Pretty much everyone is familiar with Mike Piera’s much in demand Analog.Man King of Tone dual channel overdrive - and the fact that if you want one you need to sign up to a waiting list - which means a typical waiting period of one year or more. I believe in extreme cases this has stretched to nearly 2 years, but my understanding is that most buyers get their hand-made pedal within about a year or so. The Analog.Man is still pretty unique in that it comes with a plethora of options - making it very much a custom shop style of pedal - and although the starting price is around $245 - it can quickly ramp up when you start adding options. I actually really like this model of business - it is ultimately fair and reasonable overall, and you do get some say in the pedal you put in an order for.
Most of the other pedals featured have few or no options at all - it’s just that hey are hand-made in rather small batches, which means only a very limited amount is available at any given time. The Abracadabra Audio Ayahuasca is another interesting one - which may or may not come with options on specific colourway - I was given a couple of choices on sign-up. The earlier runs of this pedal were strictly limited to USA customers only - so I felt quite lucky to get in on the action in the end. To get an Ayahuasca though you start by signing up to Abracadabra Audio - for a chance to put in an order for the pedal - as in it’s up to them to extend and invitation to you to participate as such. You first need to fill in a questionnaire - in essence stating why you feel you are worthy of the honour of owning such a pedal. At the same time you sign a statement of intent not to sell the pedal for more than you bought it for - preventing the sort of bun-fight scenarios you get with Spaceman Effects.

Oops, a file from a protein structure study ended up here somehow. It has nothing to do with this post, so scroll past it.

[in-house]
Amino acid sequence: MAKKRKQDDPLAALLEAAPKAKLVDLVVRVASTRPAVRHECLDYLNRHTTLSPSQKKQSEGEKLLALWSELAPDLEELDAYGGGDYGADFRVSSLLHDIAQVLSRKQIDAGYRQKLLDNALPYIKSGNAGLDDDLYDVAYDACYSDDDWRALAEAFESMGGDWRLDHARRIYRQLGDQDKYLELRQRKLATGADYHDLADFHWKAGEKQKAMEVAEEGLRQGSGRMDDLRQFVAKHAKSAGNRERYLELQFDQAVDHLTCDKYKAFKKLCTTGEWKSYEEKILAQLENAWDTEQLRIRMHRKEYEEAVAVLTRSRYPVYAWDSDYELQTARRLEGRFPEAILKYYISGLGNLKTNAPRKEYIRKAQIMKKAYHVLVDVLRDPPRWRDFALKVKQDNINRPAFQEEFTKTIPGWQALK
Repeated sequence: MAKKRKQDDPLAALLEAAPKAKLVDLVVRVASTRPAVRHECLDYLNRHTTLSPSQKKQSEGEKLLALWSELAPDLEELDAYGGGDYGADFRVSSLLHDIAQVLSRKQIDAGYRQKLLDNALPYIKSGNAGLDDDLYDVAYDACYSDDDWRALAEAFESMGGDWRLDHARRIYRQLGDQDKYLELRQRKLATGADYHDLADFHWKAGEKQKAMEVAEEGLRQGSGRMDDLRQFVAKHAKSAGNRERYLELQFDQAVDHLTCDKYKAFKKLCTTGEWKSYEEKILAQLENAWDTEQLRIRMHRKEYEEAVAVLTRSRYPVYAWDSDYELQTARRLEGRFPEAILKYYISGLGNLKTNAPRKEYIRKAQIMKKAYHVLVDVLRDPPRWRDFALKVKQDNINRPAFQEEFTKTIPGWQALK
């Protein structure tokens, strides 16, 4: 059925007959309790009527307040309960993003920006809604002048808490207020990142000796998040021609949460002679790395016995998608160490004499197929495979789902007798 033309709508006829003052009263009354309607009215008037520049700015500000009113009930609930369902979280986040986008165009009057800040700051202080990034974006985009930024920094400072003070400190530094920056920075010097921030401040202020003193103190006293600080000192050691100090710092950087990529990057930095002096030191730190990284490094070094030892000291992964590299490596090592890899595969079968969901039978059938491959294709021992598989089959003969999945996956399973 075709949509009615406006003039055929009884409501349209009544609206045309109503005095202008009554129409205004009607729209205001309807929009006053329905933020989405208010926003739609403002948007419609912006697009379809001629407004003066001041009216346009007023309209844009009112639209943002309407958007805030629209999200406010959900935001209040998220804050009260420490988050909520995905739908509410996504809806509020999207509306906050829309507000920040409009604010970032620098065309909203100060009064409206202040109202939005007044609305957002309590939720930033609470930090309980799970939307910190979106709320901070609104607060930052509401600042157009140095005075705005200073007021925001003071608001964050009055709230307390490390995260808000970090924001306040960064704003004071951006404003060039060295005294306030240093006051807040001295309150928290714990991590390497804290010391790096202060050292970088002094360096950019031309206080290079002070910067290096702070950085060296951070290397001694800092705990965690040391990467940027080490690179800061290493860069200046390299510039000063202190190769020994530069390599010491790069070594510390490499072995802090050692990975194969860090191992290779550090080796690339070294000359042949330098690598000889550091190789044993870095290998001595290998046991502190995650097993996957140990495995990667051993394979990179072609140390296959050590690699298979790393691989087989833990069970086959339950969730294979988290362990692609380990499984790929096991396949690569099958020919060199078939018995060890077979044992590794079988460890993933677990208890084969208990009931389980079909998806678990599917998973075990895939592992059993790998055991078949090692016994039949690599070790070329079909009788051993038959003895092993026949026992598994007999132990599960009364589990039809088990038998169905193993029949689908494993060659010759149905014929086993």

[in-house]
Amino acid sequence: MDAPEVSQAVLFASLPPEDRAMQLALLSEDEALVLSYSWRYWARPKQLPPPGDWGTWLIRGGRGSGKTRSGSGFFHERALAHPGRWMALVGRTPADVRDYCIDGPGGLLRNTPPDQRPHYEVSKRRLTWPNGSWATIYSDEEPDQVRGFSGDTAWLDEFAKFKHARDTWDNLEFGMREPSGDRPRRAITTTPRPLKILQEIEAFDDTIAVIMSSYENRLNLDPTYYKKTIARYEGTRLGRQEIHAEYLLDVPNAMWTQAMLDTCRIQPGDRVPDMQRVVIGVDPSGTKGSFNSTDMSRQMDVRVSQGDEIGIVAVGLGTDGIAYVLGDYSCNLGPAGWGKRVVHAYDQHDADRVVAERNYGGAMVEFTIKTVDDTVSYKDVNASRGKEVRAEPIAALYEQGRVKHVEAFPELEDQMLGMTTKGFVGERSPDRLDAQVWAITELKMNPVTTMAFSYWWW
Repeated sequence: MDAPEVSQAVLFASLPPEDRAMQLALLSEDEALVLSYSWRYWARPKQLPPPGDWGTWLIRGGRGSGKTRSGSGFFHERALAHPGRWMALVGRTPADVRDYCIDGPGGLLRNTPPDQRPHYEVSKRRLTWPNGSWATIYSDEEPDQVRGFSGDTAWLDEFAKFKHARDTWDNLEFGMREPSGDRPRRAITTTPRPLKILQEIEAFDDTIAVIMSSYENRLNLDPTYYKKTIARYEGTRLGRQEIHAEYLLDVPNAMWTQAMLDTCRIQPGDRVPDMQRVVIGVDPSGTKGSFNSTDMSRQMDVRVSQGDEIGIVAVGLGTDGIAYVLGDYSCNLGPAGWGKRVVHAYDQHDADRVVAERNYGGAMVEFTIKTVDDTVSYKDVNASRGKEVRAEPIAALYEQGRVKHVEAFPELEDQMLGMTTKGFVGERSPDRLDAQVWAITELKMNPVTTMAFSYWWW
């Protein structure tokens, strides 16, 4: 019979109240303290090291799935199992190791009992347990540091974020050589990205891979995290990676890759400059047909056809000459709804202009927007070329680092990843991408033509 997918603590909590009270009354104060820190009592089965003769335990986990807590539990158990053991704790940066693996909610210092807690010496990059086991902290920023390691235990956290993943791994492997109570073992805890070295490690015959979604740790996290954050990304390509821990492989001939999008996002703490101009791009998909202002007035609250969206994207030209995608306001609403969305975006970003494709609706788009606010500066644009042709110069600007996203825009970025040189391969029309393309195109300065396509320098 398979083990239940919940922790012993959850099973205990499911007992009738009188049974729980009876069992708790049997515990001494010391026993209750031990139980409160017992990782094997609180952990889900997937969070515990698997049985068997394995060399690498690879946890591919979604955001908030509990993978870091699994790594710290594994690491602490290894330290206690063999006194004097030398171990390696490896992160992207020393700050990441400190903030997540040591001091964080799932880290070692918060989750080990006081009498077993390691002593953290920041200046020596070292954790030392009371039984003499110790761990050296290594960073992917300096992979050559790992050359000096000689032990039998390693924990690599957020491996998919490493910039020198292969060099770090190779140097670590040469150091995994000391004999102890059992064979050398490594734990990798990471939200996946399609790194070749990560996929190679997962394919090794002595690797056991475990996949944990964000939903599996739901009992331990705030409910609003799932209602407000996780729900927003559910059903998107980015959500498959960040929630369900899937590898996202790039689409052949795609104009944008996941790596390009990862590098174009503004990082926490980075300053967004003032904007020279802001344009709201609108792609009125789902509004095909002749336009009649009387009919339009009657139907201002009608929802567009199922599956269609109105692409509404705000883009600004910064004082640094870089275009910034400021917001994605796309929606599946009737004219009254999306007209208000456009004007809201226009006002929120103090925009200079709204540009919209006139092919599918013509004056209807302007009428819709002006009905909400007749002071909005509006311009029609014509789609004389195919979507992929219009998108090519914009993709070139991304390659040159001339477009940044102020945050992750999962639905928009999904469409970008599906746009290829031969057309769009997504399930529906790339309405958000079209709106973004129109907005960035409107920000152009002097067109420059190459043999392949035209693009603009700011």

I could have included Spaceman Effects here, but I see them as somewhat different - as they do not have a waiting list, and for the recent launches they have released a few hundred pedals all at the same time - albeit in different colourway runs. Spaceman Zak does still do small batch runs which he auctions on his Reverb Spacelab Orbital Workshop store - which I also see as another thing entirely.
Of all these pedals featured here I have acquired two to-date - the Ayahuasca and Ethos TWE-1, and most of the others are still high on my wishlist. In fact I’m trying to pin down one of Michael Hudson’s Dual Footswitch Broadcast pedals right now - they’re currently sold out everywhere and disappear very quickly when they get into distribution. You can no longer order direct from Michael, so you need to get on the pre-order / waiting list of your nearest or next-in-line stockist.
There’s a couple of perennial wishlist entries here too in the shape of the Iron Ether Frantabit Bitcrusher and Montreal Assembly Count to Five Granular Delay - both of those have been on my wishlist for a while, but I’ve not got around to acquiring either yet. These are both small batch manufacture pedals - where runs are periodically released - and you need to be quick to react to snap up those available. In some cases you can pre-order, but mostly it’s just a case of waiting - ever-ready and poised on standby to pull that trigger. True North’s Tweed Drive is another of these kinds of small batch run pedals - that need to be ordered via the maker’s Facebook Book page - that maker is one Sheldon Ens of Waldheim, Saskatchewan, Canada - this will probably be one of my next targets.